Insurance continued to be a bright spot for banks in the first quarter, as guarantees lured customers and banks ramped up their sales efforts.
Insurance brokerage income at bank holding companies was $3.98 billion, up 19.8% from $3.32 billion in first quarter of 2010, according to the Michael White-Prudential Bank Insurance Fee Income Report. That quarter and the one prior to it have produced the highest totals ever recorded for holding companies’ insurance brokerage fee income, according to the report.
Income grew strongly on a quarter-to-quarter basis as well. First-quarter 2011 income was 10.6% greater than fourth-quarter 2010 income, according to the report.
“I think it’s the same thing we’ve seen since the whole financial crash started, which is the flight to guarantees,” said Carmen Effron, president at CF Effron Co., a bank insurance consulting firm.
Excluding MetLife, a traditional life insurer, Citigroup Inc. topped the leader board in first quarter of 2011, with insurance brokerage earnings of $552 million. Wells Fargo & Co. ranked second, with $455 million in insurance brokerage fee income. BB&T Corp., which owns more agencies than any other financial holding company, ranked third with $222.4 million.
Along with the “flight to guarantees,” technology improvements have likely played a role in the banks’ insurance sales growth by simplifying and speeding the process, Effron said.
Banks have been focusing more on brokerage as a source of fee income in the wake of financial reform. Their efforts have included adding customer seminars, running more online banner ads, Effron said. They have added price-quote applications on their web pages and have made it easier for prospects to contact their insurance agencies. And they’ve run more sales contests, particularly in the call centers, she added.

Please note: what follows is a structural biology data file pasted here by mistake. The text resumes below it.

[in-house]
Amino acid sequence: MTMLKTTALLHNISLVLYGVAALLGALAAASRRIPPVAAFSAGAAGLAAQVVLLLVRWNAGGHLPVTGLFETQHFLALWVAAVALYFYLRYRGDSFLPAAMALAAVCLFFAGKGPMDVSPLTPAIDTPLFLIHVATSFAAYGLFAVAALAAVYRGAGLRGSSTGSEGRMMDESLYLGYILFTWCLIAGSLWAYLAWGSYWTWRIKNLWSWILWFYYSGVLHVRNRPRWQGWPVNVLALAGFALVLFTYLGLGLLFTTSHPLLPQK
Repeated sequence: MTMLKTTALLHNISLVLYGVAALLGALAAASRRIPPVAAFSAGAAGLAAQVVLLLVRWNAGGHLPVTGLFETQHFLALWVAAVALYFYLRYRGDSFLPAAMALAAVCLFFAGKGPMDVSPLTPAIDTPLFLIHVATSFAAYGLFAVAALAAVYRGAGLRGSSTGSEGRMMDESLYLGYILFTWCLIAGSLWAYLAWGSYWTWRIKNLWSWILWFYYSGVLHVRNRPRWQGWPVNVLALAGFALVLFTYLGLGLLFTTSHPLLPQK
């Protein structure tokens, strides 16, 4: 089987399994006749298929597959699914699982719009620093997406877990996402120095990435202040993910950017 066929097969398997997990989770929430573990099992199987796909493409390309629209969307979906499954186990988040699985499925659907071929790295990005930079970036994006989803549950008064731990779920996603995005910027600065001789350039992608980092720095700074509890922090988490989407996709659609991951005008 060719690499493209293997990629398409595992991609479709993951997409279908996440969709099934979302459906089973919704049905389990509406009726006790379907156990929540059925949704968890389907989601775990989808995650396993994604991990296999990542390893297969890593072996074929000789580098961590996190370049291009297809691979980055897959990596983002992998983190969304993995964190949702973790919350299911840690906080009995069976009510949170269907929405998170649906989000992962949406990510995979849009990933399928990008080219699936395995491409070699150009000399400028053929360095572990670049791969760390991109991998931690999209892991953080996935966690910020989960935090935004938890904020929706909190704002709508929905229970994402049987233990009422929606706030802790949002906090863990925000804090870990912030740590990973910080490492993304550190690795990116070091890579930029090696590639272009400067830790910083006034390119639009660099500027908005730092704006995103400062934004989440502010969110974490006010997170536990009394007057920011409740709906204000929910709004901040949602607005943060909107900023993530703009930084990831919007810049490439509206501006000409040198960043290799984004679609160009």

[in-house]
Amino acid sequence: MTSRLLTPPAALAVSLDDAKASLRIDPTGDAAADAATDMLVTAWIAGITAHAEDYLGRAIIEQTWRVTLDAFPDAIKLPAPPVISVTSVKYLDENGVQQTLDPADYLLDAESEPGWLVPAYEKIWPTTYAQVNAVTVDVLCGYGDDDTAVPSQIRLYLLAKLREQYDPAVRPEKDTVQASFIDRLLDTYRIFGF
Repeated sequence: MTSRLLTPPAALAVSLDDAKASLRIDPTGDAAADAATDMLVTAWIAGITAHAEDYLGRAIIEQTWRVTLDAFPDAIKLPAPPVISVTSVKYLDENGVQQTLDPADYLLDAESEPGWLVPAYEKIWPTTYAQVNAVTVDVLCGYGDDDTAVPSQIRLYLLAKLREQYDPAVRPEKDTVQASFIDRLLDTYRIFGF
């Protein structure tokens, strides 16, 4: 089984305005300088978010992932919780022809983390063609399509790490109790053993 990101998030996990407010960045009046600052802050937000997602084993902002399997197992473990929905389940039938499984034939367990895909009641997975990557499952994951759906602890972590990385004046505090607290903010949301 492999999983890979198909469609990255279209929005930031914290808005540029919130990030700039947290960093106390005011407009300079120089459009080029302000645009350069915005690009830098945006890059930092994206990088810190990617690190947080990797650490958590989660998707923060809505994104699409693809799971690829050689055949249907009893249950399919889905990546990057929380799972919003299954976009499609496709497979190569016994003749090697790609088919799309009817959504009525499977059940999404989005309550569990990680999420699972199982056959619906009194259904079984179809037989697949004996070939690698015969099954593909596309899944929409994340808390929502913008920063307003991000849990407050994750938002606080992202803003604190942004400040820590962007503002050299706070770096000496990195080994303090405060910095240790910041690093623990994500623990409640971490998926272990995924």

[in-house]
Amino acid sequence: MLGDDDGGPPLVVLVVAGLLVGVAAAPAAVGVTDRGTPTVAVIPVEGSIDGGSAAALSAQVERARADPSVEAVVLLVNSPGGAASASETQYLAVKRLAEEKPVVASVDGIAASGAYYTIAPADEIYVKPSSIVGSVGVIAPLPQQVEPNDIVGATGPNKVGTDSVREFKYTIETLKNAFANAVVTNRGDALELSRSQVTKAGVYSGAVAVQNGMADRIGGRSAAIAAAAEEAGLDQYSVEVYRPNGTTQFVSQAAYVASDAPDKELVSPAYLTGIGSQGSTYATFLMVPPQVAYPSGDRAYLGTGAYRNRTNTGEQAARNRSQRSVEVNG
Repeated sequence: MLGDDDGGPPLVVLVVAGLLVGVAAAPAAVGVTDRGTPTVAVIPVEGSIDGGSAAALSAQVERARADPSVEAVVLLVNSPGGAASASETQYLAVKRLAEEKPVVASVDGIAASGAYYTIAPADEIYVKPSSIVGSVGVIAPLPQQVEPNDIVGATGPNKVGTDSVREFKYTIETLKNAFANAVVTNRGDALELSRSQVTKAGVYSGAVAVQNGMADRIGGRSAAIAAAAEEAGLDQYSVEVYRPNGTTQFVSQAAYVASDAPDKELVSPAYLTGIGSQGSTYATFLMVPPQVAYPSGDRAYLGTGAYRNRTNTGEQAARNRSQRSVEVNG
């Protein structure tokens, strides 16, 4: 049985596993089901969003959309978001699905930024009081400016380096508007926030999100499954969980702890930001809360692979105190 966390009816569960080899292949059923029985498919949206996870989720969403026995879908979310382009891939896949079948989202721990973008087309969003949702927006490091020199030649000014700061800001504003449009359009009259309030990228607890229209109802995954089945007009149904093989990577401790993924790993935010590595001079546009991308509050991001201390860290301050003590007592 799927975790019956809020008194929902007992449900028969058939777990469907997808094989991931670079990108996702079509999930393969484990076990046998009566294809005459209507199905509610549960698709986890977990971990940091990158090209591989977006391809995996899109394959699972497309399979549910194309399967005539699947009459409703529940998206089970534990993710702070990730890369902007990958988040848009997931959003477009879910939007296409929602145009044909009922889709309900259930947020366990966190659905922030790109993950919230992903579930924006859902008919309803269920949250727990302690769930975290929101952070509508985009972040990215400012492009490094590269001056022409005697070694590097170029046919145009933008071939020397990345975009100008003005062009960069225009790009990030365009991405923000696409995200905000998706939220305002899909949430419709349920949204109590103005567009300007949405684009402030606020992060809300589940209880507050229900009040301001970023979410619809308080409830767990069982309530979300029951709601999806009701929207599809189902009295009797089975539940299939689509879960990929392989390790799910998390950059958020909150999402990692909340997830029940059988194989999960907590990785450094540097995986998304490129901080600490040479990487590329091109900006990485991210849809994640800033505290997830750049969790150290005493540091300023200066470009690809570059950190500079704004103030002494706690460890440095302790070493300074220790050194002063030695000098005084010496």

Strong-selling insurance products at banks include single-premium and simplified-issue products, notes Effron. Such sales are simpler than those of recurring-premium products. “It’s akin to putting money in a CD,” said Effron, “it’s taking a chunk of money and moving it.”
The Prudential Insurance Co. of America is seeing particularly strong sales in single-premium universal life policies, according to Joan Cleveland, senior vice president for business development with individual life insurance.
“Consumers have confidence in their banks; that’s where their money is,” Cleveland said. “And I think consumers are really starting to recognize that banks offer life insurance.”
Bank holding companies with more than $10 billion in assets continued to have the highest participation in insurance brokerage activities, at 89.2%, according to the report. They produced $3.78 billion in insurance fee income in first quarter 2011, 21% more than the $3.13 billion they produced in the first quarter of 2010. The large bank holding companies accounted for 95% of all bank holding company insurance brokerage fee income earned in first quarter 2011.
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